Three days later, Francis attended a screening of the anti-quarry documentary 400 Feet Down at the Rialto Theater, alongside members of the Umstead Coalition and the four council incumbents who have made the lease a focal point of their campaigns. There, Francis gave a similar speech to the one he gave at the NAIOP forum, except now he’d reached a decision: He would be the fifth vote to join the lawsuit. His announcement was met with a standing ovation.
Asked what changed in those three days, Francis is candid: nothing.
“Why are you going to shoot your best shot in practice?” he explains. “You shoot your best shot in the game. The Rialto was the game.”
Francis’s opposition to the quarry won him the backing of some environmental advocates. But from 1993 to 2001, he worked as a lobbyist for Alcoa, an aluminum manufacturing company that had a smelting plant in Badin, a small town about forty miles northeast of Charlotte. (The plant closed in 2007 and was partially demolished in 2010.)
For sixty years, until the late seventies, Alcoa used the town’s unlined dump for its aluminum waste. Environmentalists have argued that toxins from the aluminum have leaked into nearby water supplies.
A creek near the landfill, for instance, was found to contain cyanide, while fluoride, cyanide, and other toxins were discovered in nearby wetlands. Areas around the smelting plant tested positive for PCBs—a heavy toxic chemical group banned since 1979—and the carcinogenic solvent TCE.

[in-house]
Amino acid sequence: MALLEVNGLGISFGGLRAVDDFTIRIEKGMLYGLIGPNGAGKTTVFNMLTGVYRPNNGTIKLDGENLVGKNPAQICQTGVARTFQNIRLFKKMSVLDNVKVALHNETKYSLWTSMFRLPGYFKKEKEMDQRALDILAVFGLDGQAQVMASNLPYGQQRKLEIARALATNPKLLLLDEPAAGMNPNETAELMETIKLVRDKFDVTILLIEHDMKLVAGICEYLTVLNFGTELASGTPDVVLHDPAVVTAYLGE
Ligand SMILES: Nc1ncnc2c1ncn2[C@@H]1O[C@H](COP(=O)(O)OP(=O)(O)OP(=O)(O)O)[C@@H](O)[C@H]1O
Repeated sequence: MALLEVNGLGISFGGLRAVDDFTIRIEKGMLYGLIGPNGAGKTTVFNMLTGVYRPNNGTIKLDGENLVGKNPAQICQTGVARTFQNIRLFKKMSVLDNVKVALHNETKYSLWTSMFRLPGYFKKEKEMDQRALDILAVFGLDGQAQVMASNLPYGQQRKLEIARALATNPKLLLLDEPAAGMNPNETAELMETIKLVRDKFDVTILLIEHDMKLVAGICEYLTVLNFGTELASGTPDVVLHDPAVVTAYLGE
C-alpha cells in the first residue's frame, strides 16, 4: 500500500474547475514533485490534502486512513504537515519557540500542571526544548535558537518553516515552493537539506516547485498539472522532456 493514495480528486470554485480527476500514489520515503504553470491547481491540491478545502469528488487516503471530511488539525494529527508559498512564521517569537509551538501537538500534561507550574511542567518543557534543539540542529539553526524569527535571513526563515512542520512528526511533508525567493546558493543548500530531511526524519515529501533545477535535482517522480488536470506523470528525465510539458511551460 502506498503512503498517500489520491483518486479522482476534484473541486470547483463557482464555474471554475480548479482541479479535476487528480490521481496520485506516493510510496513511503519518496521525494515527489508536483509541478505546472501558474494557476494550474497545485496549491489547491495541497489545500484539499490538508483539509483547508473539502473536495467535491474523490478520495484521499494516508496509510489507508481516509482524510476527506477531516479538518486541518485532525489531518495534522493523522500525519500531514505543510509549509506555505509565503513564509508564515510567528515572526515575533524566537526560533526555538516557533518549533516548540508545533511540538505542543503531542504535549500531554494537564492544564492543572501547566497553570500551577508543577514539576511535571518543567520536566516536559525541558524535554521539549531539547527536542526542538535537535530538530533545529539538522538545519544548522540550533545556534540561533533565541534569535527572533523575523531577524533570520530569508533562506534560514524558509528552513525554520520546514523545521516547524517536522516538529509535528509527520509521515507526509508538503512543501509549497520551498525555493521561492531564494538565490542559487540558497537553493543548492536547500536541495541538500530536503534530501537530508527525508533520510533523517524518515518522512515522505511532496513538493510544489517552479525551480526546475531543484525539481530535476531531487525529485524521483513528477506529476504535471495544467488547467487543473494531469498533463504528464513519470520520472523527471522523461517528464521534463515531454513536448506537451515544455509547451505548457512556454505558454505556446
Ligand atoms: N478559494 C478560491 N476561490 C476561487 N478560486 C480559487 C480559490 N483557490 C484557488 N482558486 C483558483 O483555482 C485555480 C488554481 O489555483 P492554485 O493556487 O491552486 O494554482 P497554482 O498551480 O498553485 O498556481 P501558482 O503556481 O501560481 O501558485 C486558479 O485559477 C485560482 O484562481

In the area around the plant, people were dying of cancers that attorney Mona Wallace believed were connected to Alcoa’s pollution: colon, lung, stomach, brain, kidney, blood, esophagus, pancreas, bladder, throat, skin, tongue, some in conjunction with each other. Wallace—a partner at the North Carolina firm Wallace Graham, which has also brought a series of high-profile lawsuits against the hog industry—filed hundreds of complaints against Alcoa, but her clients often died before she could reach a settlement, according to a 2016 report from Energy & Environmental News.
Alcoa has denied any wrongdoing.
According to E&E News, in 1992—the year before Francis became an Alcoa lobbyist—Alcoa sued its insurers for the cost of pollution damage and remediation at dozens of its facilities across the country. It singled out its three smelting plants, including Badin, for high cleanup costs, more than $50 million each. The other two smelting plants have since been declared Superfund sites. Badin has not.
Francis points out that he hasn’t been the company’s lobbyist in nearly two decades. He says most of his work for Alcoa involved helping a subsidiary called Yadkin Inc. “in its stewardship of the water and land and representing the company to legislators and state officials.”
“I’m proud of the work I did in helping the company to be a steward of the water and land,” Francis says. “But, of course, that representation does not mean that I had any involvement or influence over everything that the company did or even all of its legal matters beyond the scope of my work for them.”
This, too, is a distraction, Francis argues.
“In writing your story,” he cautions, “try to avoid false parallels that mislead more than inform in an effort to support a thesis.”